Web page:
wild There, where a few torn shrubs the place disclose, The village preacher's modest mansion rose. A man he was to all the country dear, And passing rich with forty pounds a year. Remote from towns he ran his godly race, Nor e'er had changed, nor wished to change his place. Unpractised he to fawn or seek for power, By doctrines fashioned to the varying hour: Far other aims his heart had learned to prize More skilled to raise the wretched than to rise. His house was known to all the vagrant train He chid their wanderings, but relieved their pain: The long-remembered beggar was his guest, Whose beard descending swept his aged breast;

The ruined spendthrift, now no longer proud,
Claimed kindred there, and had his claim allowed:
The broken soldier, kindly bade to stay,
Sat by his fire, and talked the night away-
Wept o'er his wounds, or, tales of sorrow done,
Shouldered his crutch, and showed how fields were won.
Pleased with his guests, the good man learned to glow,
And quite forgot their vices in their wo;
Careless their merits or their faults to scan,
His pity gave ere charity began.

Thus to relieve the wretched was his pride,
And even his failings leaned to virtue's side.
But in his duty prompt, at every call
He watched and wept, he prayed and felt for all:
And, as a bird each fond endearment tries
To tempt its new-fledged offspring to the skies,
He tried each art, reproved each dull delay,
Allured to brighter worlds, and led the way.

Beside the bed where parting life was laid,
And sorrow, guilt, and pain, by turns dismayed,
The reverend champion stood. At his controal,
Despair and anguish fled the struggling soul-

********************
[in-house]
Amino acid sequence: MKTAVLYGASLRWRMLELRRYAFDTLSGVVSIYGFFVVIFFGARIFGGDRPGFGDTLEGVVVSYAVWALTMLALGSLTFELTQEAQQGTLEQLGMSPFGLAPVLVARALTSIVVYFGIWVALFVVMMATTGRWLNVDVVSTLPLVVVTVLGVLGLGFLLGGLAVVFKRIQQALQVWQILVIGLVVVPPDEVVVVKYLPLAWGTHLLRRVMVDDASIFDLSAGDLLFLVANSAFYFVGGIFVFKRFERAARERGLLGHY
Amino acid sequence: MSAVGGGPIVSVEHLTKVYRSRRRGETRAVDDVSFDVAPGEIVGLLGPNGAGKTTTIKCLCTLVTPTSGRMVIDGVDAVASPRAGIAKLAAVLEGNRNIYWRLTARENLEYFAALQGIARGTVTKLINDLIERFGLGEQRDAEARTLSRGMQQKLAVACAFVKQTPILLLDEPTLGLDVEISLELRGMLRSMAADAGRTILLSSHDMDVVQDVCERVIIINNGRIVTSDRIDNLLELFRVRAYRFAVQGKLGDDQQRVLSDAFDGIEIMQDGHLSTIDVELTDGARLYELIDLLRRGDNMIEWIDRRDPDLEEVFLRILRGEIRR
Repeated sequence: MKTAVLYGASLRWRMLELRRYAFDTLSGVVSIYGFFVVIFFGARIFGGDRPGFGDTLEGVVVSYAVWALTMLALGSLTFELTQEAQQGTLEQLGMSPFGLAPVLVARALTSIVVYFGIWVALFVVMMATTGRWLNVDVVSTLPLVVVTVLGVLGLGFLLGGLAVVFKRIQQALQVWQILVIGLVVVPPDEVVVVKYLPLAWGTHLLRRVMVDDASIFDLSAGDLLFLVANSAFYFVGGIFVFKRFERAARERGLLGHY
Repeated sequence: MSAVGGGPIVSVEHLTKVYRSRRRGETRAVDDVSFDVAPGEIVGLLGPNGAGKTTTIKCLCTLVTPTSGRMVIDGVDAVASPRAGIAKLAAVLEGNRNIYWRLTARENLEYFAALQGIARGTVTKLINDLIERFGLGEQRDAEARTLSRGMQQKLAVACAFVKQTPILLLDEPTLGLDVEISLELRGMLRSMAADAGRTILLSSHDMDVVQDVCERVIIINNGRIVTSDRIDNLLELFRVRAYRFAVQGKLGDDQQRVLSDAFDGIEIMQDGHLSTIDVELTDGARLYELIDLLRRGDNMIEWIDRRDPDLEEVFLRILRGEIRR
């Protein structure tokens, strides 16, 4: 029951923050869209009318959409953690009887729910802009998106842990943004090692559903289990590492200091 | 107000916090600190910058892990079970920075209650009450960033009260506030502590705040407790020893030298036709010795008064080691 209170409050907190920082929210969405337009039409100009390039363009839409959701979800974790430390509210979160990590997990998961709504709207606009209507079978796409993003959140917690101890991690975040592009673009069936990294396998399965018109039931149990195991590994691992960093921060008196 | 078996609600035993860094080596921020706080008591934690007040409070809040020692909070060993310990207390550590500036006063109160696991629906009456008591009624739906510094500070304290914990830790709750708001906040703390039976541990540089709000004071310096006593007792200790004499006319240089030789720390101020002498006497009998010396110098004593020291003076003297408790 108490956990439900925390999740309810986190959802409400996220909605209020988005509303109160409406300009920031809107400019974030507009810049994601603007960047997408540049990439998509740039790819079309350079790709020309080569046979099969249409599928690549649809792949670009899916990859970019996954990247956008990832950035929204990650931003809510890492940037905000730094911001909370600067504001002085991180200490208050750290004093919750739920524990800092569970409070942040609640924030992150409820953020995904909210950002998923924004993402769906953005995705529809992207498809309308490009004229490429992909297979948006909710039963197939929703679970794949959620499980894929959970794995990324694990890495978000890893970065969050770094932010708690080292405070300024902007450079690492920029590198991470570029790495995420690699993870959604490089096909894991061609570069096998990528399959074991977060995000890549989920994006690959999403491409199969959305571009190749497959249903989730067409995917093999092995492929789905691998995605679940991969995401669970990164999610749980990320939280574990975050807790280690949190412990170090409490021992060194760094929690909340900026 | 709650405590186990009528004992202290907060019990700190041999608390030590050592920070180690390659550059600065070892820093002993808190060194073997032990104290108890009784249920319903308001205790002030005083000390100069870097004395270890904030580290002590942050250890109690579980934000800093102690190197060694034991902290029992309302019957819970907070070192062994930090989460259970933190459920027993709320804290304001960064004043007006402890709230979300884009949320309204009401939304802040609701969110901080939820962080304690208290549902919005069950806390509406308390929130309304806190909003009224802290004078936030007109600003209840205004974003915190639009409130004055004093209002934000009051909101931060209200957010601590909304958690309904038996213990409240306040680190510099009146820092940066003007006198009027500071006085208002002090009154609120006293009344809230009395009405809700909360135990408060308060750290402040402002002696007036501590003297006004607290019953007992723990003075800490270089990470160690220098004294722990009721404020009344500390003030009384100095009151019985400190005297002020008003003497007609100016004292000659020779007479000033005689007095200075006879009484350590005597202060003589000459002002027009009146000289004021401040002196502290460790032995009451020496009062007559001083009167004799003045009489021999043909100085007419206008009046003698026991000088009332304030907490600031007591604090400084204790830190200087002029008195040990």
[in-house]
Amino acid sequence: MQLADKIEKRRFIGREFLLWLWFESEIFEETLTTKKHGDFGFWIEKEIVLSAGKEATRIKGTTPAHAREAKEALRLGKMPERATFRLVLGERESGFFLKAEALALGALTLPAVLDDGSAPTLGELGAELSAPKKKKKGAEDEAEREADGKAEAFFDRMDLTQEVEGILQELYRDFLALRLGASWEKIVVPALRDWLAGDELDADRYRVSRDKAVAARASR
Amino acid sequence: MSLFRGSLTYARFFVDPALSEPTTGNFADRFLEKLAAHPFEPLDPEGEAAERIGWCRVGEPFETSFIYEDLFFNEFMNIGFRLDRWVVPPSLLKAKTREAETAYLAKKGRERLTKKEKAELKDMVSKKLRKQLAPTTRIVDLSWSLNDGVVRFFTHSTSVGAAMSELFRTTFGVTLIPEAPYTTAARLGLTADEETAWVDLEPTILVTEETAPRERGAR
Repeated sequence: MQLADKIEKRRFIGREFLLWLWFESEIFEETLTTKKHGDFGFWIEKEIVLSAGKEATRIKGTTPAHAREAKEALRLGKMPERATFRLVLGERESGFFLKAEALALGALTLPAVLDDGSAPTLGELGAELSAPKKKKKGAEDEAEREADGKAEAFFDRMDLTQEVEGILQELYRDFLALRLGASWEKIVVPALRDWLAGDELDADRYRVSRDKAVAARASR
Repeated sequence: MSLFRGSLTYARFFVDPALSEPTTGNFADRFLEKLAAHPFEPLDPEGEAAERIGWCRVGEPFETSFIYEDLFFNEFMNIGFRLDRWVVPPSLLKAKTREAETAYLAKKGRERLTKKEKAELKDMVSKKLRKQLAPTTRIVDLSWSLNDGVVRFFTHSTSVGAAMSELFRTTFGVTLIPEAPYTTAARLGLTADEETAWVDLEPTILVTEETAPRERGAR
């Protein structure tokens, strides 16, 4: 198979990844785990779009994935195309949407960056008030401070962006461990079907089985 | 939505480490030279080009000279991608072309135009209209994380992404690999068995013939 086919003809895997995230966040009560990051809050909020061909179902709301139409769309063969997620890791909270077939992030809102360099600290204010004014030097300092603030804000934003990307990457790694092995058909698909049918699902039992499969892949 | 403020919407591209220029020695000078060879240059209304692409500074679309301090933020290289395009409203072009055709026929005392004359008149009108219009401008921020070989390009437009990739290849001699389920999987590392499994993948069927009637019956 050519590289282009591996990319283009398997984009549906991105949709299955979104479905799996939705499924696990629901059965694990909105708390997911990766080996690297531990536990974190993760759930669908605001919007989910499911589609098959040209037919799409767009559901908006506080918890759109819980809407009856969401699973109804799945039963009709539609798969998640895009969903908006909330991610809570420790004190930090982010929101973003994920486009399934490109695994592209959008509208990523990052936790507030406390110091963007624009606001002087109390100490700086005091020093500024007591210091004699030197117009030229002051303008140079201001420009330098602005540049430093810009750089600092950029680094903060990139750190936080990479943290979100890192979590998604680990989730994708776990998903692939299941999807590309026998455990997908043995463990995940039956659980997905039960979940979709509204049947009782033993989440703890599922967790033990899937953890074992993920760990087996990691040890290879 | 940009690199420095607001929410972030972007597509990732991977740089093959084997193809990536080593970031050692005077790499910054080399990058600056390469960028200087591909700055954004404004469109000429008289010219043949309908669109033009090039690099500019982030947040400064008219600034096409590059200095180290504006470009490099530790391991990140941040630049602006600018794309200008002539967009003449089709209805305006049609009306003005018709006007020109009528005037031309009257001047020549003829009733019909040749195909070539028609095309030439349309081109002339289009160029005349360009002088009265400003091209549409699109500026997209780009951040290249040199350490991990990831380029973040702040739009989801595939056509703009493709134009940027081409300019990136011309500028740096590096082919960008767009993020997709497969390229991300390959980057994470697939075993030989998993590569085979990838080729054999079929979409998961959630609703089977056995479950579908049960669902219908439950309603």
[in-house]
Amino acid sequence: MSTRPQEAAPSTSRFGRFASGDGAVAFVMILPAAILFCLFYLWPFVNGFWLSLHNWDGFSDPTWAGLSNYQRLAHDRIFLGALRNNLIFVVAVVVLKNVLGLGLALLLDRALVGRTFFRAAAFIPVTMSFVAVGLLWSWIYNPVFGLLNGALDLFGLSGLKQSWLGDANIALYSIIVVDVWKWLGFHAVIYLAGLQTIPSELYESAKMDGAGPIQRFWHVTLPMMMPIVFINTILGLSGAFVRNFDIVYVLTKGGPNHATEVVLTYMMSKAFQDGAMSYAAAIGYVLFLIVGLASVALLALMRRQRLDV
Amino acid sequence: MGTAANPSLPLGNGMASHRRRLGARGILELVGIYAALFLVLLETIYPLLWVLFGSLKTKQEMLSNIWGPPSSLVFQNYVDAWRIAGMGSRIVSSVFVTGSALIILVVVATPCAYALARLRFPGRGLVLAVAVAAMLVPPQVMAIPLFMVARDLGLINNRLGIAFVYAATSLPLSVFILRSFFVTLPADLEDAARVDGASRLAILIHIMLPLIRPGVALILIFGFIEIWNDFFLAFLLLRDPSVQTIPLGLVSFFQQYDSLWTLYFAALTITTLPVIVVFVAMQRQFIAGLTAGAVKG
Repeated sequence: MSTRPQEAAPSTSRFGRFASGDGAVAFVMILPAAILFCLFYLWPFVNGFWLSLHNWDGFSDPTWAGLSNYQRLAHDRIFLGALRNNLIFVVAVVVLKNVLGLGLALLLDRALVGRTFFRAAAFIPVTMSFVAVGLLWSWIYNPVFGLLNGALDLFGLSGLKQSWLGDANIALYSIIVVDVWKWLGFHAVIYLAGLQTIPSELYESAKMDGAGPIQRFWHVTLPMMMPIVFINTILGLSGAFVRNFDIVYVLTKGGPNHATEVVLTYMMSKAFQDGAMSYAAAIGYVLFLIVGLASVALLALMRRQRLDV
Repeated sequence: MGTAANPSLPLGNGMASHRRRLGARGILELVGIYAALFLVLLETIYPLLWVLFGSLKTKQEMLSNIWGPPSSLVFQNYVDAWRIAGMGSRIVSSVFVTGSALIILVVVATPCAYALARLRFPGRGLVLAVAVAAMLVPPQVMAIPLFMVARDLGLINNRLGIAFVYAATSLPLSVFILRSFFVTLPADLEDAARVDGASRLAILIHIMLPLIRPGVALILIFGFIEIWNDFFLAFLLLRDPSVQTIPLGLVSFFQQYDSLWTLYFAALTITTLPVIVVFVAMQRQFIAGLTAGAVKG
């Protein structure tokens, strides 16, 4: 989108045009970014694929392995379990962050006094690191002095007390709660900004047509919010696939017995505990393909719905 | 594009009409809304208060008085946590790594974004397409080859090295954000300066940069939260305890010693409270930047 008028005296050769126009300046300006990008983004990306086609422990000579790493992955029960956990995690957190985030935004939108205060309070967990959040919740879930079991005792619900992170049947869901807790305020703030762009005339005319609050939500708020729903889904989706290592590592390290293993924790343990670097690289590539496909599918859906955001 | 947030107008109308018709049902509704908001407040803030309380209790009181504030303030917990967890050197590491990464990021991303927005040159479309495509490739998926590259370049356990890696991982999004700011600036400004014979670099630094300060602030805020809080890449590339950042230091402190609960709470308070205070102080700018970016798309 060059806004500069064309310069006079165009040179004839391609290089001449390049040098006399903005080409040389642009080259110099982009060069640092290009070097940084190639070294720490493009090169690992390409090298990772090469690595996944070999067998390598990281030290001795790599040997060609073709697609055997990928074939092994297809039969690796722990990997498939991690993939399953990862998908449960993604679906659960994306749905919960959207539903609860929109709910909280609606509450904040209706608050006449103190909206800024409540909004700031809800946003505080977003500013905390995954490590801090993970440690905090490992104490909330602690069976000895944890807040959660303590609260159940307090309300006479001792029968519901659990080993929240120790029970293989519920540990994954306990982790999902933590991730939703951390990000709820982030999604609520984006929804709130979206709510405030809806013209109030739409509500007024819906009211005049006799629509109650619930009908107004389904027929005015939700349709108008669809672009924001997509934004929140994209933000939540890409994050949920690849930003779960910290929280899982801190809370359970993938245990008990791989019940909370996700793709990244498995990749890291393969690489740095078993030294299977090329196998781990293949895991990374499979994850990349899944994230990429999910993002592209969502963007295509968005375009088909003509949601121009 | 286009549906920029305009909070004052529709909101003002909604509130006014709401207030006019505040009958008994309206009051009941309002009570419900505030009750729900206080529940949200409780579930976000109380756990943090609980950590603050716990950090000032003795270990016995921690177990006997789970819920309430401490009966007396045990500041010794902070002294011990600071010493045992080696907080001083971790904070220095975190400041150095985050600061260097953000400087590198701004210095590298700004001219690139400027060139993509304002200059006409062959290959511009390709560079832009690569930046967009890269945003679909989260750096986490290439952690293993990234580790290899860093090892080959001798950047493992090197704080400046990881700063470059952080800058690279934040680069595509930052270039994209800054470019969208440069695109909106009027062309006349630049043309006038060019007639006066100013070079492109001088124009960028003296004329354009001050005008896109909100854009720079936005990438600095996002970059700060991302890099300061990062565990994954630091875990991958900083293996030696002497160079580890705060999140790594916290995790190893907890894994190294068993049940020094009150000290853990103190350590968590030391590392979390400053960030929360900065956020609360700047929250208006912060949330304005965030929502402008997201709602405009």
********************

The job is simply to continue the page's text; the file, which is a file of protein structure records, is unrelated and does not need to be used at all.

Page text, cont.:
Comfort came down the trembling wretch to raise,
And his last faltering accents whispered praise.

At church, with meek and unaffected grace,
His looks adorned the venerable place;
Truth from his lips prevailed with double sway,
And fools, who came to scoff, remained to pray.
The service past, around the pious man,
With steady zeal each honest rustic ran:
Even children followed, with endearing wile,
And plucked his gown, to share the good man's smile

His ready smile a parent's warmth expressed,
Their welfare pleased him, and their cares distressed:
To them his heart, his love, his griefs, were given,
But all his serious thoughts had rest in heaven.
As some tall cliff, that lifts its awful form,
Swells from the vale, and midway leaves the storm,
Though round its breast the rolling clouds are spread,
Eternal sunshine settles on its head.

Beside yon straggling fence, that skirts the way
With blossomed furze, unprofitably gay-
There, in his noisy mansion, skilled to rule,
The village master taught his little school.
A man severe he was, and stern to view
I knew him well, and every truant knew :
Well had the boding tremblers learned to trace
The day's disasters in his morning face;
Full well they laughed, with counterfeited glee,
At all his jokes-for many a joke had he;
Full well the busy whisper, circling round,
Conveyed the dismal tidings when he frowned;
Yet he was kind, or if severe in aught,
The love he bore to learning was in fault;
The village all declared how much he knew
'Twas certain he could write, and cipher too;
Lands he could measure, terms and tides presage,
And even the story ran that he could gauge;
In arguing, too, the parson owned his skill,
For even though vanquished he could argue still
While words of learned strength and thundering sound
Amazed the gazing rustics ranged around;
And still they gazed, and still the wonder grew
That one small head could carry all he knew.